Symmetry, as wide or as narrow as you may define its meaning, is one idea by which man through the ages has tried to comprehend and create order, beauty and perfection.— Hermann Weyl
The most impressive Hermann Weyl quotes that are simple and will have a huge impact on you
Logic is the hygiene the mathematician practices to keep his ideas healthy and strong.
Mathematics is not the rigid and rigidity-producing schema that the layman thinks it is; rather, in it we find ourselves at that meeting point of constraint and freedom that is the very essence of human nature.
Besides language and music, mathematics is one of the primary manifestations of the free creative power of the human mind.
The introduction of numbers as coordinates by reference to the particular division scheme of the open one-dimensional continuum is an act of violence whose only practical vindication is the special calculatory manageability of the ordinary number continuum with its four basic operations.
Mathematics has the inhuman quality of starlight, brilliant and sharp, but cold.
Our mathematics of the last few decades has wallowed in generalities and formalizations.
We are not very pleased when we are forced to accept a mathematical truth by virtue of a complicated chain of formal conclusions and computations, which we traverse blindly, link by link, feeling our way by touch. We want first an overview of the aim and of the road; we want to understand the idea of the proof, the deeper context.
Mathematics has been called the science of the infinite.
Indeed, the mathematician invents finite constructions by which questions are decided that by their very nature refer to the infinite. This is his glory.
Without the concepts, methods and results found and developed by previous generations right down to Greek antiquity one cannot understand either the aims or achievements of mathematics in the last 50 years. [Said in 1950]
In geometric and physical applications, it always turns out that a quantity is characterized not only by its tensor order, but also by symmetry.
A modern mathematical proof is not very different from a modern machine, or a modern test setup: the simple fundamental principles are hidden and almost invisible under a mass of technical details.
The whole is always more, is more capable of a much greater variety of wave states, than the combination of its parts. ... In this very radical sense, quantum physics supports the doctrine that the whole is more than the combination of its parts.
Besides language and music, it [mathematics] is one of the primary manifestations of the free creative power of the human mind, and it is the universal organ for world understanding through theoretical construction. Mathematics must therefore remain an essential element of the knowledge and abilities which we have to teach, of the culture we have to transmit, to the next generation.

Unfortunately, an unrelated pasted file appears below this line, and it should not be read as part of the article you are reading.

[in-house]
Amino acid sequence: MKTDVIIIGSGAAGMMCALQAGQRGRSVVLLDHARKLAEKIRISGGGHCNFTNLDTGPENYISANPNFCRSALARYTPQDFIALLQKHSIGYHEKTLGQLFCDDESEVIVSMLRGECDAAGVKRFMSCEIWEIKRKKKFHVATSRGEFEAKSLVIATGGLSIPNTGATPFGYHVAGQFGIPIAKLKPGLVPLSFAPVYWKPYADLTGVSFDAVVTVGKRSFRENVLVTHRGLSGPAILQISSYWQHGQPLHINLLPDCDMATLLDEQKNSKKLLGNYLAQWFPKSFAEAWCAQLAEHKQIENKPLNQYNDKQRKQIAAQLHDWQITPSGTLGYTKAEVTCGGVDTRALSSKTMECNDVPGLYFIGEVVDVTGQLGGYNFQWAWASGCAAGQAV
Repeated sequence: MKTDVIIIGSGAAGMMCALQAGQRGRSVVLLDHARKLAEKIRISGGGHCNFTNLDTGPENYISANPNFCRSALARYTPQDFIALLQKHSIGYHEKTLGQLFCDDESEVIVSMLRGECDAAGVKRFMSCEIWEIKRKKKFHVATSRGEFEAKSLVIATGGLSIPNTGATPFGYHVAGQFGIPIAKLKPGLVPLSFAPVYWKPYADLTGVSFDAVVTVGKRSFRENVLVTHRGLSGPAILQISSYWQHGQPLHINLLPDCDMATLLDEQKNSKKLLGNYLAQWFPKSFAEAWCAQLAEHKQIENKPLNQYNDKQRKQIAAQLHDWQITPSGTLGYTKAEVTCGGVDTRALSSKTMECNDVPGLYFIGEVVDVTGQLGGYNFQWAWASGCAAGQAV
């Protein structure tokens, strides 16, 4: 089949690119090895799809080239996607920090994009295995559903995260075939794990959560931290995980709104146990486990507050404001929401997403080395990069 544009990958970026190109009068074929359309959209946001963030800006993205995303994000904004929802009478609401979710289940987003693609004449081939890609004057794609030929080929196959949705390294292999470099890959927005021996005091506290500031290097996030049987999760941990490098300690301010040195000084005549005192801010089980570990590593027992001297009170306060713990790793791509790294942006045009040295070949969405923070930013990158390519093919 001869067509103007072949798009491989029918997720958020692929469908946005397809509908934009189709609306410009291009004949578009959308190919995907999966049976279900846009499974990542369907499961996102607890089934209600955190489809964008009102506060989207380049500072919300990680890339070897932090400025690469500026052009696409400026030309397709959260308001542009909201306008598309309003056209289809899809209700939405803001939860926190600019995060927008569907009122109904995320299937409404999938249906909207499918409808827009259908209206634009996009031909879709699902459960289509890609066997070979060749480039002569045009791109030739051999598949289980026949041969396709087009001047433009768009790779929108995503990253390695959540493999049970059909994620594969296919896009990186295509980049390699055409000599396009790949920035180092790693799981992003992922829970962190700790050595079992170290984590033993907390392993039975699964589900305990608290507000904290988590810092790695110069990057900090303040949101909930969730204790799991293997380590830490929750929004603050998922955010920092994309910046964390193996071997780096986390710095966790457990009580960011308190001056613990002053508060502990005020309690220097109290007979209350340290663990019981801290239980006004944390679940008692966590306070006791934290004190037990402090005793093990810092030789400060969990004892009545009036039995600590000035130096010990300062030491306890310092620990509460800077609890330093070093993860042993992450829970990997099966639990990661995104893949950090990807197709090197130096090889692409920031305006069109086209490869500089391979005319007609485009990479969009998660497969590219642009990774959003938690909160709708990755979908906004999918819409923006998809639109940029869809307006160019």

You can not apply mathematics as long as words still becloud reality.
One may say that mathematics talks about the things which are of no concern to men. Mathematics has the inhuman quality of starlight - brilliant, sharp but cold ... thus we are clearest where knowledge matters least: in mathematics, especially number theory.
But it seems an irony of creation that man's mind knows how to handle things the better the farther removed they are from the center of his existence. Thus we are cleverest where knowledge matters least.
No mathematician of equal stature has risen from our generation.
.. Hilbert was singularly free from national and racial prejudices; in all public questions, be they political, social or spiritual, he stood forever on the side of freedom.
The question for the ultimate foundations and the ultimate meaning of mathematics remains open; we do not know in which direction it will find its final solution nor even whether a final objective answer can be expected at all. "Mathematizing" may well be a creative activity of man, like language or music, of primary originality, whose historical decisions defy complete objective rationalization.
Before one can generalize, formalize, and axiomatize, there must be a mathematical substance.
God exists because arithmetic is consistent - the Devil exists because we can't prove it!
... numbers have neither substance, nor meaning, nor qualities. They are nothing but marks, and all that is in them we have put into them by the simple rule of straight succession.
We must learn a new modesty. We have stormed the heavens, but succeeded only in building fog upon fog, a mist which will not support anybody who earnestly desires to stand upon it. What is valid seems so insignificant that it may be seriously doubted whether anlaysis is at all possible.
For mathematics, even to the logical forms in which it moves, is entirely dependent on the concept of natural number.
It is impossible to discuss realism in logic without drawing in the empirical sciences... A truly realistic mathematics should be conceived, in line with physics, as a branch of the theoretical construction of the one real world and should adopt the same sober and cautious attitude toward hypothetic extensions of its foundation as is exhibited by physics.